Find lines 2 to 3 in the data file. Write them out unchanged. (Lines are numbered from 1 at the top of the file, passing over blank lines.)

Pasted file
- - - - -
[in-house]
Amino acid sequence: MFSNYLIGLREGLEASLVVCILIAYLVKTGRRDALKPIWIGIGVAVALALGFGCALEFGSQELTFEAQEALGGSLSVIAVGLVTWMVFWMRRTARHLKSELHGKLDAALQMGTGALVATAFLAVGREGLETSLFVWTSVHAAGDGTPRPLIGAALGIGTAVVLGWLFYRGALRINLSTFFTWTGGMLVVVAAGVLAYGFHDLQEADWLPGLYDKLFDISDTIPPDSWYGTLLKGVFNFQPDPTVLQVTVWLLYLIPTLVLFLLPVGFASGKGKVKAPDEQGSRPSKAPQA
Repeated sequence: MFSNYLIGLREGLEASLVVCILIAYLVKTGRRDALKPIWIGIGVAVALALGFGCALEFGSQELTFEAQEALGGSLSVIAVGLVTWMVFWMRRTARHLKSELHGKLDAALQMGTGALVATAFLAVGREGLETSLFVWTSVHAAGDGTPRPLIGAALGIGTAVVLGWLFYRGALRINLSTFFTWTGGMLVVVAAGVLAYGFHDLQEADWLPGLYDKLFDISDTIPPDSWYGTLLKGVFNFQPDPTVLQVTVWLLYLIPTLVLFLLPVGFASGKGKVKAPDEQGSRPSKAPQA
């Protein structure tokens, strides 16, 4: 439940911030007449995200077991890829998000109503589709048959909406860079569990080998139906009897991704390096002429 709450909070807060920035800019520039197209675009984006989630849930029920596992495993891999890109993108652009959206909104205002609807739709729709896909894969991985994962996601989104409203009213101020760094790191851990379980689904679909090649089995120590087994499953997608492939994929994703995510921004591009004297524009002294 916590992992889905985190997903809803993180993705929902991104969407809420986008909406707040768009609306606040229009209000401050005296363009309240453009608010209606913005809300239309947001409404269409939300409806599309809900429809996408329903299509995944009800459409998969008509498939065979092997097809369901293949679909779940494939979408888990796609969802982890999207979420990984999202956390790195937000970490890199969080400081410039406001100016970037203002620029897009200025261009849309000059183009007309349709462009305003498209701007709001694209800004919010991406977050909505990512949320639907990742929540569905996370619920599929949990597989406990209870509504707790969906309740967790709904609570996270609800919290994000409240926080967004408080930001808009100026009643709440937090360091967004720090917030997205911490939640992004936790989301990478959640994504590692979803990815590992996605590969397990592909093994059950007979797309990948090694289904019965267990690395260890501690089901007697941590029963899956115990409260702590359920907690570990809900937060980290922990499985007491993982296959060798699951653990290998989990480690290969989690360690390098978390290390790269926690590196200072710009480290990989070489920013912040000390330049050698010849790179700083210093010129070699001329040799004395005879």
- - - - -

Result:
Amino acid sequence: MFSNYLIGLREGLEASLVVCILIAYLVKTGRRDALKPIWIGIGVAVALALGFGCALEFGSQELTFEAQEALGGSLSVIAVGLVTWMVFWMRRTARHLKSELHGKLDAALQMGTGALVATAFLAVGREGLETSLFVWTSVHAAGDGTPRPLIGAALGIGTAVVLGWLFYRGALRINLSTFFTWTGGMLVVVAAGVLAYGFHDLQEADWLPGLYDKLFDISDTIPPDSWYGTLLKGVFNFQPDPTVLQVTVWLLYLIPTLVLFLLPVGFASGKGKVKAPDEQGSRPSKAPQA
Repeated sequence: MFSNYLIGLREGLEASLVVCILIAYLVKTGRRDALKPIWIGIGVAVALALGFGCALEFGSQELTFEAQEALGGSLSVIAVGLVTWMVFWMRRTARHLKSELHGKLDAALQMGTGALVATAFLAVGREGLETSLFVWTSVHAAGDGTPRPLIGAALGIGTAVVLGWLFYRGALRINLSTFFTWTGGMLVVVAAGVLAYGFHDLQEADWLPGLYDKLFDISDTIPPDSWYGTLLKGVFNFQPDPTVLQVTVWLLYLIPTLVLFLLPVGFASGKGKVKAPDEQGSRPSKAPQA